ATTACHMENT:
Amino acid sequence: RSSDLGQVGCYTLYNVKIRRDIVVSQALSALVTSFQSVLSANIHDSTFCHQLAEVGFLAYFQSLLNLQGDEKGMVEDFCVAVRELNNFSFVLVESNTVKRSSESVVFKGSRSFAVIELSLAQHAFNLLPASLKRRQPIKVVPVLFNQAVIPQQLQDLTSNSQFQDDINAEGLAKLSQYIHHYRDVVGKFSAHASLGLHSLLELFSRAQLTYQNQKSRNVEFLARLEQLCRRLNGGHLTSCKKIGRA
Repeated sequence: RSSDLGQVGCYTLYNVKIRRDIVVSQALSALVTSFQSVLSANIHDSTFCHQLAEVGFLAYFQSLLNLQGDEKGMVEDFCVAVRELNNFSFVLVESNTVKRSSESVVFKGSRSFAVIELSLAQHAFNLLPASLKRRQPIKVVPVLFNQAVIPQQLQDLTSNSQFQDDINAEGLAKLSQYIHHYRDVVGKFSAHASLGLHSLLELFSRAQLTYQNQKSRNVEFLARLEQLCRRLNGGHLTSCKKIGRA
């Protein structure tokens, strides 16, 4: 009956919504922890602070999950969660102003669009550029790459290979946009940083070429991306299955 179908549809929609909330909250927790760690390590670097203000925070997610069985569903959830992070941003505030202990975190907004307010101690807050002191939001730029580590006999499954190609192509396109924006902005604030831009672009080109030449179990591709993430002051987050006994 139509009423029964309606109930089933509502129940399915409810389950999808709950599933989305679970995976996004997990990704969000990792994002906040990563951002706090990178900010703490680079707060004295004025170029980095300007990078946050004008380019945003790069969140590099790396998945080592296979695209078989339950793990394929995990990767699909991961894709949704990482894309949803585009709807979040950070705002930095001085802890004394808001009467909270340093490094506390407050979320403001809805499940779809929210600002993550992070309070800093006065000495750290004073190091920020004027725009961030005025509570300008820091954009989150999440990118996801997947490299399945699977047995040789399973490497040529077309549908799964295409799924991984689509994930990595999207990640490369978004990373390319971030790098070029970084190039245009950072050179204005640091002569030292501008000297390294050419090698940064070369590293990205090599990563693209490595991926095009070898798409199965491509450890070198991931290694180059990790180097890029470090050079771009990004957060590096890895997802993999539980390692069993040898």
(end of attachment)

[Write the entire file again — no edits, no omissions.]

Amino acid sequence: RSSDLGQVGCYTLYNVKIRRDIVVSQALSALVTSFQSVLSANIHDSTFCHQLAEVGFLAYFQSLLNLQGDEKGMVEDFCVAVRELNNFSFVLVESNTVKRSSESVVFKGSRSFAVIELSLAQHAFNLLPASLKRRQPIKVVPVLFNQAVIPQQLQDLTSNSQFQDDINAEGLAKLSQYIHHYRDVVGKFSAHASLGLHSLLELFSRAQLTYQNQKSRNVEFLARLEQLCRRLNGGHLTSCKKIGRA
Repeated sequence: RSSDLGQVGCYTLYNVKIRRDIVVSQALSALVTSFQSVLSANIHDSTFCHQLAEVGFLAYFQSLLNLQGDEKGMVEDFCVAVRELNNFSFVLVESNTVKRSSESVVFKGSRSFAVIELSLAQHAFNLLPASLKRRQPIKVVPVLFNQAVIPQQLQDLTSNSQFQDDINAEGLAKLSQYIHHYRDVVGKFSAHASLGLHSLLELFSRAQLTYQNQKSRNVEFLARLEQLCRRLNGGHLTSCKKIGRA
């Protein structure tokens, strides 16, 4: 009956919504922890602070999950969660102003669009550029790459290979946009940083070429991306299955 179908549809929609909330909250927790760690390590670097203000925070997610069985569903959830992070941003505030202990975190907004307010101690807050002191939001730029580590006999499954190609192509396109924006902005604030831009672009080109030449179990591709993430002051987050006994 139509009423029964309606109930089933509502129940399915409810389950999808709950599933989305679970995976996004997990990704969000990792994002906040990563951002706090990178900010703490680079707060004295004025170029980095300007990078946050004008380019945003790069969140590099790396998945080592296979695209078989339950793990394929995990990767699909991961894709949704990482894309949803585009709807979040950070705002930095001085802890004394808001009467909270340093490094506390407050979320403001809805499940779809929210600002993550992070309070800093006065000495750290004073190091920020004027725009961030005025509570300008820091954009989150999440990118996801997947490299399945699977047995040789399973490497040529077309549908799964295409799924991984689509994930990595999207990640490369978004990373390319971030790098070029970084190039245009950072050179204005640091002569030292501008000297390294050419090698940064070369590293990205090599990563693209490595991926095009070898798409199965491509450890070198991931290694180059990790180097890029470090050079771009990004957060590096890895997802993999539980390692069993040898």